During a major, temperature-sensitive construction operation for the New Pearl Harbor Memorial Bridge in New Haven, Conn., one air treatment company teamed up with a construction firm to successfully control the movement of the bridge superstructure during two challenging integral pier cap placements.
Scheduled for completion by 2016, the Pearl Harbor Memorial is a 10-lane bridge that will be one of the first extradosed cable-stayed bridges constructed in the United States. An extradosed bridge is a hybrid design combining a concrete cable stressed girder bridge with a cable stayed bridge. The structure is the centerpiece of a $2.2 billion mega-project to reconstruct and widen 7.2 miles of I-95 in Connecticut between West Haven and Branford.
One part of the bridge project involved the placement of two integrated pier caps encasing four girders spanning 230' over a roadway. In its final design condition, these pier caps lock the girders into the concrete, thus restricting movement.
“Structural steel will elongate or contract with changes in temperature. And in our case, if this movement is not controlled while the concrete is curing, the pier caps will crack,” said Aric Dreher, P.E., Superintendent with construction firm Cianbro/Middlesex JVIII (CMJVIII). “To minimize these movements, we had to put together a plan to maintain a set temperature range in each of the four girders. We had to hold these conditions before, during and after placement for an estimated period of 72 hours.”
The state limited the allowable movement of the steel beams to ~0.1" (2.5 mm). It also required the bridge builders to maintain the steel temperatures at a range of 60 to 70°F (15 to 21°C). This stipulation made it critical to create an environment that would hold the temperature of the steel to limit movement for a minimum of three days; that is, they had to maintain the proper conditions until the pier cap concrete reached a compressive strength of 3,000 psi. At that point, the concrete can withstand the thermal elongation stresses induced by the girders.
The Connecticut Department of Transportation requested that CMJVIII propose a containment system and cooling units to control the temperature to restrict the thermal movement while the pier cap concrete cured.
CMJVIII contacted Richard Shoemaker, key account manager with Polygon, an air treatment company based in Amesbury, Mass. The CMJVIII team and Shoemaker discussed the project requirements and then subcontracted Munters to handle the temperature control portion. The Polygon team reviewed weather data to identify the climate control equipment needed.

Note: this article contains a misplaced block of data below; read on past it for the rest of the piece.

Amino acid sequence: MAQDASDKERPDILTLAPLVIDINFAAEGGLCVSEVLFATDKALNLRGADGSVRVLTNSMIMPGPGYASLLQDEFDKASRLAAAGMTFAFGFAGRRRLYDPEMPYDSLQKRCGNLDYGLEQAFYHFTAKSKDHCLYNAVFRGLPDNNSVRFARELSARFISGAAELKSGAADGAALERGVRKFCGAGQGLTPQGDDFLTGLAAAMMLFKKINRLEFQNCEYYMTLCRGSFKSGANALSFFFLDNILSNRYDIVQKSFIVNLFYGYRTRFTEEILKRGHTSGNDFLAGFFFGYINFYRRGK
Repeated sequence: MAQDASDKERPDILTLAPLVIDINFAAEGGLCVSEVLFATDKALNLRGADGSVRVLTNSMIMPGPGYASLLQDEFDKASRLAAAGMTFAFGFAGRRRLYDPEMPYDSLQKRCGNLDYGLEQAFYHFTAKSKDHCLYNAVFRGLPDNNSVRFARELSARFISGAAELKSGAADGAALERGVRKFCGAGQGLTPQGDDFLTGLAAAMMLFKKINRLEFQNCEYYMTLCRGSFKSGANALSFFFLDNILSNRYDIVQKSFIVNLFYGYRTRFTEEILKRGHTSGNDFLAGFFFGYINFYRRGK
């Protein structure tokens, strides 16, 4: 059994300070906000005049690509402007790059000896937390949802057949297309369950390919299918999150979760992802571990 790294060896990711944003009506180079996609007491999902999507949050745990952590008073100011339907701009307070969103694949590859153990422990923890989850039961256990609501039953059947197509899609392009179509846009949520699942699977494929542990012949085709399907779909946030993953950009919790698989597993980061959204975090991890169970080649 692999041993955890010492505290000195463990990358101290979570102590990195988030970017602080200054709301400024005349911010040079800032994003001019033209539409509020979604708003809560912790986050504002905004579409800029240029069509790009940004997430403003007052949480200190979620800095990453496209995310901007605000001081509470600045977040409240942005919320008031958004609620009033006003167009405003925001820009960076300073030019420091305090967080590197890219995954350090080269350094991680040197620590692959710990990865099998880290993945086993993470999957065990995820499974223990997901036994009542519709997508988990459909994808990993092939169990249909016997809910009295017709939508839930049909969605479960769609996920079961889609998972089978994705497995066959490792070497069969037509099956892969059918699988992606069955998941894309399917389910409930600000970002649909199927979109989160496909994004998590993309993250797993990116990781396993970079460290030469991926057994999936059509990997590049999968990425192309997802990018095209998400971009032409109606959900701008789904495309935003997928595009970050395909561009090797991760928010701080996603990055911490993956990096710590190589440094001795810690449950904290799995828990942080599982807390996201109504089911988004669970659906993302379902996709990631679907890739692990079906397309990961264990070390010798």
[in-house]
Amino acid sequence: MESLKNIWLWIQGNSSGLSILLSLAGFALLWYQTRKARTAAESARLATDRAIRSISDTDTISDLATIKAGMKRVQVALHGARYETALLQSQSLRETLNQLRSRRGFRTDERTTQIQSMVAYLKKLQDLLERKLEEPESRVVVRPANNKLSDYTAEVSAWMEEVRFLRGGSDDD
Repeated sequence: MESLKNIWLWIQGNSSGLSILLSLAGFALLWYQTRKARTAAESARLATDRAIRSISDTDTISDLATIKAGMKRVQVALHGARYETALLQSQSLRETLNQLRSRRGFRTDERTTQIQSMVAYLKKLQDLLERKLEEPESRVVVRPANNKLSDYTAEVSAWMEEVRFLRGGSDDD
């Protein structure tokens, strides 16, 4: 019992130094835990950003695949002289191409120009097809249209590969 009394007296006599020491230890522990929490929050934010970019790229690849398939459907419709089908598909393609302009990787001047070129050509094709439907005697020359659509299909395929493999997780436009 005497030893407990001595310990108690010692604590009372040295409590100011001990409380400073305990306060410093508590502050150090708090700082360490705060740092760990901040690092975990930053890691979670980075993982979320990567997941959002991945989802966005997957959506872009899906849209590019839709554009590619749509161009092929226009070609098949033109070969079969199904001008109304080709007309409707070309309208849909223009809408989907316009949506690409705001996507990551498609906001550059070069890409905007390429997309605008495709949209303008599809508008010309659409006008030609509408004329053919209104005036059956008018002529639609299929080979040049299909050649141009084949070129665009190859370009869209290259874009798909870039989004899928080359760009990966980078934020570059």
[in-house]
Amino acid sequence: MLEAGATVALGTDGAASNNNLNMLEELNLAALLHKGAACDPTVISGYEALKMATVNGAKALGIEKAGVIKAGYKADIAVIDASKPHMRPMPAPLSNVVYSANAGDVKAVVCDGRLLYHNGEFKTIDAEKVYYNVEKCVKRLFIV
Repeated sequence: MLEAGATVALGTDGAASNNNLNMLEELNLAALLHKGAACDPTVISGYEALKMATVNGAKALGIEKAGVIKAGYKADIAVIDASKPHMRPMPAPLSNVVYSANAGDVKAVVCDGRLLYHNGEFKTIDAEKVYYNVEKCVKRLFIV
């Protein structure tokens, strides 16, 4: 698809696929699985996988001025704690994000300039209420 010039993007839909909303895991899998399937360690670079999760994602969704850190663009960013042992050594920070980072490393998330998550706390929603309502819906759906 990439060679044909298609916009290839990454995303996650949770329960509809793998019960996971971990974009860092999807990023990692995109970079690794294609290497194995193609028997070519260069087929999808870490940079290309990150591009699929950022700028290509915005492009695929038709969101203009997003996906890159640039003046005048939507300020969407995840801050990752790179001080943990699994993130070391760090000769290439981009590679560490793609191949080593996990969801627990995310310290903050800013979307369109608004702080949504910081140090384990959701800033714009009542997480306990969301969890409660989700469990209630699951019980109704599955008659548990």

Polygon and CMJVIII spent eight weeks formulating an work plan before submitting it to the bridge designer and state transportation officials for approval. CMJVIII also hired Hippwrap, a company specializing in shrink wrap abatement containment, to design a shrinkwrap system to encase the 230-foot bridge span.
Due to the complexities of the project, once state officials and the bridge designer approved the plan, all the players - Polygon, Hippwrap and Cianbro/Middlesex - met on site frequently to discuss the myriad of details to ensure everyone was in synch. The process then began.
To hold the steel beams at 65°F for the allotted time, Polygon recommended use of eight 30-ton direct expansion (DX) cooling units and two 20-ton cooling units - customized air conditioners that deliver high performance, efficient cooling using refrigerant technology - plus the company’s ExactAire remote monitoring system to measure conditions on an ongoing basis.
The highway below the project area was closed temporarily. Five DX units were placed on both sides of the roadway and ducted into the containment. Once operational, the 30-ton DX units pumped cold air into the bottom of the bridge and the DX 20-ton units supplied cold air to the top and undersides of the bridge. A measuring system was installed on each pier cap to monitor the steel movement in order to determine if the system was working.
CMJVIII directed Polygon to install 20 monitoring points along the bridge and record the steel temperatures in the containment. All of the climatic information was transmitted wirelessly to a remote website where the team could access real-time climatic data for the structural steel. This allowed to team to monitor the conditions and analyze the movement trends with changes in ambient temperatures outside of the enclosure.
Three days after the pour, the compressive tests were conducted to ensure the curing went as planned. The concrete needed to reach 3,000 psi to pass the test. Testing results indicated strengths exceeding 3,400 psi after only two days of cure, which exceeded the requirements. At that point, all parties agreed to shut down the climate control equipment. Throughout the project, steel temperatures remained between 63 and 68°F on average.